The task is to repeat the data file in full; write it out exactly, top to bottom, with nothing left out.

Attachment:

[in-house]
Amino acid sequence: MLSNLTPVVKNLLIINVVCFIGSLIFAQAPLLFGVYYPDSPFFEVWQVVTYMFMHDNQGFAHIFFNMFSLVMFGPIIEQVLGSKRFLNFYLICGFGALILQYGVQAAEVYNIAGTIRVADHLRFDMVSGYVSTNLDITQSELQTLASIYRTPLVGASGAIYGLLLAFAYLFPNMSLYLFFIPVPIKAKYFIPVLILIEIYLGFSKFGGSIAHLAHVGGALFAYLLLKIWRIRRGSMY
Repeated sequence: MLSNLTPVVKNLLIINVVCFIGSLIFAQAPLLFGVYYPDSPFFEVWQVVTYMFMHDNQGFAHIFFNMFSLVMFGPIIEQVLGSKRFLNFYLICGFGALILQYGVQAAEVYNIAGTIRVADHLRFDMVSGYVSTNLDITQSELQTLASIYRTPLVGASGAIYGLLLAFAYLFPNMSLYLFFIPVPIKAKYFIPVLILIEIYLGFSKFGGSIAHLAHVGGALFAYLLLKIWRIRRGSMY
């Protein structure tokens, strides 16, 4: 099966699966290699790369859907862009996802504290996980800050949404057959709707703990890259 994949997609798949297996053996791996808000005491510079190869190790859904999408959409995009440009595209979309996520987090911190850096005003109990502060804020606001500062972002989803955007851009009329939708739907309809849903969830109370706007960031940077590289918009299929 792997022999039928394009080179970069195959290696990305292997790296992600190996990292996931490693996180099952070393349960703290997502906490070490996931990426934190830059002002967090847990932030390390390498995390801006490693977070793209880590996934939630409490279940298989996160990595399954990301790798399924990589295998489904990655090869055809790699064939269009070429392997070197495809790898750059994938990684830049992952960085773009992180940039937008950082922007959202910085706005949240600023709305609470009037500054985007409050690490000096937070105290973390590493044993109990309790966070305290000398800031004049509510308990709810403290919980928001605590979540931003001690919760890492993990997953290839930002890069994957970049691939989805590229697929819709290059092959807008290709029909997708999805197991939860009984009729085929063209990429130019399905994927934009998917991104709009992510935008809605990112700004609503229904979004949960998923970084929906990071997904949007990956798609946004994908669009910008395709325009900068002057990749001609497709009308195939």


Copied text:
[in-house]
Amino acid sequence: MLSNLTPVVKNLLIINVVCFIGSLIFAQAPLLFGVYYPDSPFFEVWQVVTYMFMHDNQGFAHIFFNMFSLVMFGPIIEQVLGSKRFLNFYLICGFGALILQYGVQAAEVYNIAGTIRVADHLRFDMVSGYVSTNLDITQSELQTLASIYRTPLVGASGAIYGLLLAFAYLFPNMSLYLFFIPVPIKAKYFIPVLILIEIYLGFSKFGGSIAHLAHVGGALFAYLLLKIWRIRRGSMY
Repeated sequence: MLSNLTPVVKNLLIINVVCFIGSLIFAQAPLLFGVYYPDSPFFEVWQVVTYMFMHDNQGFAHIFFNMFSLVMFGPIIEQVLGSKRFLNFYLICGFGALILQYGVQAAEVYNIAGTIRVADHLRFDMVSGYVSTNLDITQSELQTLASIYRTPLVGASGAIYGLLLAFAYLFPNMSLYLFFIPVPIKAKYFIPVLILIEIYLGFSKFGGSIAHLAHVGGALFAYLLLKIWRIRRGSMY
């Protein structure tokens, strides 16, 4: 099966699966290699790369859907862009996802504290996980800050949404057959709707703990890259 994949997609798949297996053996791996808000005491510079190869190790859904999408959409995009440009595209979309996520987090911190850096005003109990502060804020606001500062972002989803955007851009009329939708739907309809849903969830109370706007960031940077590289918009299929 792997022999039928394009080179970069195959290696990305292997790296992600190996990292996931490693996180099952070393349960703290997502906490070490996931990426934190830059002002967090847990932030390390390498995390801006490693977070793209880590996934939630409490279940298989996160990595399954990301790798399924990589295998489904990655090869055809790699064939269009070429392997070197495809790898750059994938990684830049992952960085773009992180940039937008950082922007959202910085706005949240600023709305609470009037500054985007409050690490000096937070105290973390590493044993109990309790966070305290000398800031004049509510308990709810403290919980928001605590979540931003001690919760890492993990997953290839930002890069994957970049691939989805590229697929819709290059092959807008290709029909997708999805197991939860009984009729085929063209990429130019399905994927934009998917991104709009992510935008809605990112700004609503229904979004949960998923970084929906990071997904949007990956798609946004994908669009910008395709325009900068002057990749001609497709009308195939």